JPMorgan Chase & Co posted a record quarterly profit on Friday as falling interest rates and a recovering housing market brought big increases in mortgage lending.
The mortgage market, long a drag on bank results, is starting to lift lenders' earnings again, and JPMorgan Chief Executive Jamie Dimon said he was hopeful about the outlook for U.S. residential real estate.
"We believe the housing market has turned the corner," Dimon said in a statement.
JPMorgan suffered only modest losses in the latest quarter from the "London whale" trades that brought it $5.8 billion of losses in the first half of the year, signaling that it is moving on after the scandal.
The improving housing market brought the bank a 36 percent increase in mortgage lending revenue in the third quarter and made up for the drag of weak demand from borrowers. In fact, a $993 million increase in total mortgage fees neatly offset an $831 million decrease in net interest income.
Analysts expect mortgage lending volume to continue to rise after the Federal Reserve said in September that it would buy up to $40 billion of mortgage bonds every month until the labor market improved materially.
That announcement from the Fed has lowered mortgage rates. According to the Mortgage Bankers Association, applications for home loans jumped 16.6 percent in the week ended September 28 from the week before.
Wells Fargo & Co also benefited from the mortgage bonanza, posting a 22 percent increase in third-quarter profit on Friday.
But investors and analysts were concerned that JPMorgan's profitability of loans, known as its "net interest margin," contracted. The bank's stock fell as much as 1.8 percent during the day.
"The margin compression worries investors about what that means for future earnings," said analyst Marty Mosby of Guggenheim Securities.
The bank said the difference between its cost of funds and yield on assets fell to 2.43 percent from 2.47 percent in the second quarter and 2.66 percent a year earlier.
MORTGAGE MARGINS DOUBLE
The bank's profit margins on mortgages that it sells to investors, in contrast, is currently double the normal level, Dimon noted.
Analysts asked the CEO whether the mortgage refinancing wave will last until the economy strengthens enough to lift lending profits.
"We don't expect to count on high margins and mortgage origination forever," Dimon said. The refinancing trend, he added, will continue "next quarter, maybe for a couple of quarters after that, but it won't last much longer."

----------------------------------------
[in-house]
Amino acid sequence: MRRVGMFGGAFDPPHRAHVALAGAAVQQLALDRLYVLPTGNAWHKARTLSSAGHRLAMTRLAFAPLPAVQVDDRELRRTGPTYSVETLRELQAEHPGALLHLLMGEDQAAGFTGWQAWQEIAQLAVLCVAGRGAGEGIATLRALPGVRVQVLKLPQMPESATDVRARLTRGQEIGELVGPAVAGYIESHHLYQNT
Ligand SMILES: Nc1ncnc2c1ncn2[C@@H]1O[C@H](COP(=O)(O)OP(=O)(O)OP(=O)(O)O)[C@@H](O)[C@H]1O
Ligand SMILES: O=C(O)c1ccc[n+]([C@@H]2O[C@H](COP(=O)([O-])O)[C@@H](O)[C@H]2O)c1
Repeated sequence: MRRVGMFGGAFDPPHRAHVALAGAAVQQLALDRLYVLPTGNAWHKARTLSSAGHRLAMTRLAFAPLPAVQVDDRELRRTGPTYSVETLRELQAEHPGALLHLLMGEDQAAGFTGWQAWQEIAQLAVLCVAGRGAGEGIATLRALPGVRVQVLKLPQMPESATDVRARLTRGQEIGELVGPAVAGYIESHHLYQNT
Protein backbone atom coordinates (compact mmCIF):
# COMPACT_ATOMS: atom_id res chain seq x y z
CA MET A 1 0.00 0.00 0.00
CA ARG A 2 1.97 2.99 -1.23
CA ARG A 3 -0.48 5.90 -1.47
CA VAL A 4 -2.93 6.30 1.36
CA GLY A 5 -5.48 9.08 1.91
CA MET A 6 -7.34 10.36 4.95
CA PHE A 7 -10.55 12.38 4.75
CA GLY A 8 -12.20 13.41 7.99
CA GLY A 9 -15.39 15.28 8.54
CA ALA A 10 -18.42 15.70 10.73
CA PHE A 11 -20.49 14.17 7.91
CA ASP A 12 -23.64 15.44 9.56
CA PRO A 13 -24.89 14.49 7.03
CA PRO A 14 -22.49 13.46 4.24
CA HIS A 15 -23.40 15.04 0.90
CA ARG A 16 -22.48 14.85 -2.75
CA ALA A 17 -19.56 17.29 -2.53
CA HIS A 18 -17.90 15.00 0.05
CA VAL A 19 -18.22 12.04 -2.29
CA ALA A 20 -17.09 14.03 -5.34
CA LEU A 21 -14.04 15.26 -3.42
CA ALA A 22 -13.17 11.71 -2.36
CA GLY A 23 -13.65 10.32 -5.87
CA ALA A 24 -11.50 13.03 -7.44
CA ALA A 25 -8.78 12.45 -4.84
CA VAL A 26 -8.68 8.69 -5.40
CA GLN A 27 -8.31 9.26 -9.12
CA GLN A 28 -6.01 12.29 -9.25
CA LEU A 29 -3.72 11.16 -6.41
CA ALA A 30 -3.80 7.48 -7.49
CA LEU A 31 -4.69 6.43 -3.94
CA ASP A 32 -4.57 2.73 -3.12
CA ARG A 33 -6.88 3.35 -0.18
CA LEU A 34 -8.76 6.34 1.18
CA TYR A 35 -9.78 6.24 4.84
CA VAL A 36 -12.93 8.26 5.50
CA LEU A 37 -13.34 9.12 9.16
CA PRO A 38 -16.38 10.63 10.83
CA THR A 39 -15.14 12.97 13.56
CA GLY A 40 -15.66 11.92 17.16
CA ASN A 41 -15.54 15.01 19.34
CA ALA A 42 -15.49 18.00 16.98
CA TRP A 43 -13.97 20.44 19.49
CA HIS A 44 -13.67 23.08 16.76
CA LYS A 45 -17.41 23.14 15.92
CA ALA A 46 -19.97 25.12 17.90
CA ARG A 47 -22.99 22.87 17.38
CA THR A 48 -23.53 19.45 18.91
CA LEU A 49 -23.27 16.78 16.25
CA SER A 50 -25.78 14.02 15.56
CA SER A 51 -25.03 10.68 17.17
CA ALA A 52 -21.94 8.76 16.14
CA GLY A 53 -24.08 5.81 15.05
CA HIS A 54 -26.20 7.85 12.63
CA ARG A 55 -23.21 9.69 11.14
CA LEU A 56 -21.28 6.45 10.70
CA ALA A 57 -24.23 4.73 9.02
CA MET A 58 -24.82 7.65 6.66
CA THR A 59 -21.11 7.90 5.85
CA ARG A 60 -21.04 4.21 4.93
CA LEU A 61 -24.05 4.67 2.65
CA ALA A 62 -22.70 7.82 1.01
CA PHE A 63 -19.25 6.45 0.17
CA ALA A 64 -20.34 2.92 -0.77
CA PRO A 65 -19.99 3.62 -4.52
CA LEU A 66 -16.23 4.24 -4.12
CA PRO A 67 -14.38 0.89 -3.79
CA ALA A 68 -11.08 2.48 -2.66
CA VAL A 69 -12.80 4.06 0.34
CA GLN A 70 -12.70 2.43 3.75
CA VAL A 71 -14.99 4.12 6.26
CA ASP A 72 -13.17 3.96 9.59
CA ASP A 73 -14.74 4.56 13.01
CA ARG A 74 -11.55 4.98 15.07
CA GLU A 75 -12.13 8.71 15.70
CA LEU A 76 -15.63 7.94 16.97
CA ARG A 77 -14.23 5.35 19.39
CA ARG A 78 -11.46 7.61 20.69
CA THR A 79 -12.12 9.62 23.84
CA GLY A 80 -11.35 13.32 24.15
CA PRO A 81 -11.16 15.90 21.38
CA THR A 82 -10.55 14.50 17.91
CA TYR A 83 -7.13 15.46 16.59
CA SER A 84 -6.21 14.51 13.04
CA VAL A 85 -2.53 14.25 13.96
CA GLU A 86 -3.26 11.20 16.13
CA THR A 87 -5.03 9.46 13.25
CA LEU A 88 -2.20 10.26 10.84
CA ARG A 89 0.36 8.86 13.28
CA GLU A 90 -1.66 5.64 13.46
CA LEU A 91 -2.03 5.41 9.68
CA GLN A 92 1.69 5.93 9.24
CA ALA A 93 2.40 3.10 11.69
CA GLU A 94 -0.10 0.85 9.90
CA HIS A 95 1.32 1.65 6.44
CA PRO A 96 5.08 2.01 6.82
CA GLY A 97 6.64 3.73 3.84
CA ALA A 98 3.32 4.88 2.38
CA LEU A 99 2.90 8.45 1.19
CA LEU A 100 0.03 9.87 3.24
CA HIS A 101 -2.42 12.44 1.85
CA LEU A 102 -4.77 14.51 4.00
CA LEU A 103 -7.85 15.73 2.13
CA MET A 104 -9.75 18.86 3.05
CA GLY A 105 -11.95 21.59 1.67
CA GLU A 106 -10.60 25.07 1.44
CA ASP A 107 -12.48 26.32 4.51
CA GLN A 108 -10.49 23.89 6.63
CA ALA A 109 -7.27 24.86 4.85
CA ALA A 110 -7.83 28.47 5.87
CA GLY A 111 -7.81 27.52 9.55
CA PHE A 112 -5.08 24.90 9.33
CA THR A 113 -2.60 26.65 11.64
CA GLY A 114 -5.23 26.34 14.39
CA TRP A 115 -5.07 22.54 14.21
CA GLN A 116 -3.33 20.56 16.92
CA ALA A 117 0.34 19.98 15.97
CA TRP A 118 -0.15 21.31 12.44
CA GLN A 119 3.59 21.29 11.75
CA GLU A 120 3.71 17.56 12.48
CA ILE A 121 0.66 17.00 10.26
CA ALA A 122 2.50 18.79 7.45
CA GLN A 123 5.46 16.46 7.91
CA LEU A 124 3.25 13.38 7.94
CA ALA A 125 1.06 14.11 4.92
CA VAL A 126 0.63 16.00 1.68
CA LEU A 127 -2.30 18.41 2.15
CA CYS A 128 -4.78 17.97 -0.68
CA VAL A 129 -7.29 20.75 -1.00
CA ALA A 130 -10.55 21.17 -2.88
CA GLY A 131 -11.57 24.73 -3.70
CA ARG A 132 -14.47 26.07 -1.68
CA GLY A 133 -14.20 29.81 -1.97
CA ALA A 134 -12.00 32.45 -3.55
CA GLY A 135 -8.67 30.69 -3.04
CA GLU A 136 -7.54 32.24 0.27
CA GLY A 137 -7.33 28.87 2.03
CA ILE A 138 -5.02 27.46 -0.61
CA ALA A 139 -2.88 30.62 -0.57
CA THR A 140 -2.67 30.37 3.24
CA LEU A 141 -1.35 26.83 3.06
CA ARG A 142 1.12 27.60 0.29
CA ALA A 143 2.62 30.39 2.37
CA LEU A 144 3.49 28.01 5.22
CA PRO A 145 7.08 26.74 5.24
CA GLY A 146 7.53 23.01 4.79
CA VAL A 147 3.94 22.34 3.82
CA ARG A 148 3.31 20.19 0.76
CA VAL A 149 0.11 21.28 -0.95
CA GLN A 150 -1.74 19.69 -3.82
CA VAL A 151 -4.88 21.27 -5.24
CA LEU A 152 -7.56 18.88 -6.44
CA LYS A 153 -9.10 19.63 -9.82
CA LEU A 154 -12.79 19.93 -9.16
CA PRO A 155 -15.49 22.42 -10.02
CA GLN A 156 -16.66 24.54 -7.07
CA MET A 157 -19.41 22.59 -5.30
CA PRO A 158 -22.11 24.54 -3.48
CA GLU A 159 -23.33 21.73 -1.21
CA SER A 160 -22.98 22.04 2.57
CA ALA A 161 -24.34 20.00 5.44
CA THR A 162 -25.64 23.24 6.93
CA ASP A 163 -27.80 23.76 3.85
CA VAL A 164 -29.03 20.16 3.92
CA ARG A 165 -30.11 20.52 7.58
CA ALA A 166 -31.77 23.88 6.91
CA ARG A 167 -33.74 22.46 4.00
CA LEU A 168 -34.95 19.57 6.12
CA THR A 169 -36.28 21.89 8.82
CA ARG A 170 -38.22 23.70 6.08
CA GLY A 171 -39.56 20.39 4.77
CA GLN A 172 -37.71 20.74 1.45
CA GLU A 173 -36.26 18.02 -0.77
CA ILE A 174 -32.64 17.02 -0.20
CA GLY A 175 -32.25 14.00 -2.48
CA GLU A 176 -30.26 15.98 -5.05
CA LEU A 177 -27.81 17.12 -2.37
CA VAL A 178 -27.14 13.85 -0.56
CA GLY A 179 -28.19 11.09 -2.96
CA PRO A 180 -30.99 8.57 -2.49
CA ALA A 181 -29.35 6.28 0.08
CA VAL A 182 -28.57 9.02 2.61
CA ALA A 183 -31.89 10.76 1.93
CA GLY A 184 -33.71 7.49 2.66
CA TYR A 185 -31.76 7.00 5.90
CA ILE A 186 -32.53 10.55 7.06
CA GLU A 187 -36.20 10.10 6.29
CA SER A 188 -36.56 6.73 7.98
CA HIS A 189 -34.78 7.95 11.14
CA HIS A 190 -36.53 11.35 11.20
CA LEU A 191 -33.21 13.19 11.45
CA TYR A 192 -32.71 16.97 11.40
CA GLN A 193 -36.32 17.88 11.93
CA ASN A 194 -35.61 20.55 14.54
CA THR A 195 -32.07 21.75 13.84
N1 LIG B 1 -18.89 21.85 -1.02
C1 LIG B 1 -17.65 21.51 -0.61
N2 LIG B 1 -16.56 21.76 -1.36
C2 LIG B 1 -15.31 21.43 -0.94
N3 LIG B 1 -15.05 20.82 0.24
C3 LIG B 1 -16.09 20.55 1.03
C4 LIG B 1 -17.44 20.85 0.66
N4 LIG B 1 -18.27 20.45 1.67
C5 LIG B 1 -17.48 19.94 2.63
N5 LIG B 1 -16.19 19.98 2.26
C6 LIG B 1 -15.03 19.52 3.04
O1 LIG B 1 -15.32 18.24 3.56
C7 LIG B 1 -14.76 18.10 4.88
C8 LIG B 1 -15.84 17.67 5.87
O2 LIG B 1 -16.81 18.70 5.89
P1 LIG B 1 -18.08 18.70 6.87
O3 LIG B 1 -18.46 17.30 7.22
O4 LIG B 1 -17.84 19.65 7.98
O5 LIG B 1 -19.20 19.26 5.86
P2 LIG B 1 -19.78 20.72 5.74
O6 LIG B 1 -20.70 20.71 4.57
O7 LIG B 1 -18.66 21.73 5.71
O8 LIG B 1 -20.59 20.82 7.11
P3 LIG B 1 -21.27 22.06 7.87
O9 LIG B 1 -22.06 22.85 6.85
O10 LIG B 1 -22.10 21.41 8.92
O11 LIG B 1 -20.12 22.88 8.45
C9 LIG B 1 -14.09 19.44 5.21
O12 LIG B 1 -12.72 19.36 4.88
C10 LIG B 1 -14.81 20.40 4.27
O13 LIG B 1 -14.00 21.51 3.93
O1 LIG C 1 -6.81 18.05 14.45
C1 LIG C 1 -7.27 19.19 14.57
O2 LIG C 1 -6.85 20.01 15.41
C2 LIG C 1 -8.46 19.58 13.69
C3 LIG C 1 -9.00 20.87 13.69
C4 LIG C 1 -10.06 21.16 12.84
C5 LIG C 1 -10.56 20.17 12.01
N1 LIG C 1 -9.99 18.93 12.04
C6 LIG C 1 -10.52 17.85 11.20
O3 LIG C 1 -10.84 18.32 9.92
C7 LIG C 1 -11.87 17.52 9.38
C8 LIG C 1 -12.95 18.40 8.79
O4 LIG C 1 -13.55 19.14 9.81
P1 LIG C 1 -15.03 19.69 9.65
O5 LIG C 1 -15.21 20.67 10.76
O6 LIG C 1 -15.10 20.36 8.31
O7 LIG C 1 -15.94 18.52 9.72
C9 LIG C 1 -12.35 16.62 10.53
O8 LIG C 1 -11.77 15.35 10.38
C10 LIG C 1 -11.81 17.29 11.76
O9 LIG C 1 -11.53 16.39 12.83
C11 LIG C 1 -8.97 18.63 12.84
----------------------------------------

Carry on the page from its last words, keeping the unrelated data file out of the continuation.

Dimon said he is not sure whether the latest Federal Reserve move will drive the economy. "If the economy gets better we are fine," Dimon said, explaining that the benefits would more than offset a decline in refinancing.
The Fed's buying program did boost JPMorgan's profits in fixed-income trading, which rose 33 percent, excluding adjustments for changes in the value of the bank's debt. That increase could bode well for other big investment banks due to report results over the next week, including Goldman Sachs Group Inc and Morgan Stanley.
JPMorgan's third-quarter net income was $5.71 billion, or $1.40 a share, up from $4.26 billion, or $1.02 a share, a year earlier.
Analysts had expected, on average, $1.24 a share, according to surveys by Thomson Reuters I/B/E/S. It was not immediately clear whether the analyst forecast was comparable to the reported results.
Profits at JPMorgan's investment bank, excluding accounting adjustments for changes in the value of JPMorgan debt, rose to $1.7 billion from $1.2 billion a year earlier, when the European debt crisis cast a darker shadow over the capital markets.
Dimon told analysts that risk in the remaining piece of the "London whale" derivatives portfolio was reduced by about one-third during the quarter after its management was taken over by the company's investment bank from its Chief Investment Office. Another related credit derivatives portfolio which had remained in the CIO was closed out during the quarter with a $449 million loss, bringing the total loss associated with the whale trades to about $6.2 billion.
The bank set aside an additional $684 million, before taxes, in the third quarter to cover legal settlements and judgments. A year earlier, it boosted its legal reserves by $1 billion.
JPMorgan was sued last week by the New York state attorney general over allegations that Bear Stearns, salvaged by the bank in a 2008 takeover assisted by the government, had deceived investors buying mortgage-backed securities in 2006 and 2007. Though the allegations were similar to ones already made by private investors in civil suits, the lawsuit raised concerns among analysts that there are more litigation costs to come for JPMorgan and other banks.
Dimon on Wednesday said the lawsuit was "unfair" because JPMorgan had done the Fed "a favor" by taking over a broken Bear Stearns.
JPMorgan shares were down 1.8 percent at $41.36 on Friday afternoon. Through Thursday the shares were up 27 percent this year, almost twice the rise in the Standard & Poor's 500 stock index but about three percentage points less than the KBW Bank stock index.
(Reporting by David Henry, Jed Horowitz and Lauren Tara LaCapra in New York; editing by Dan Wilchins, John Wallace and Alden Bentley)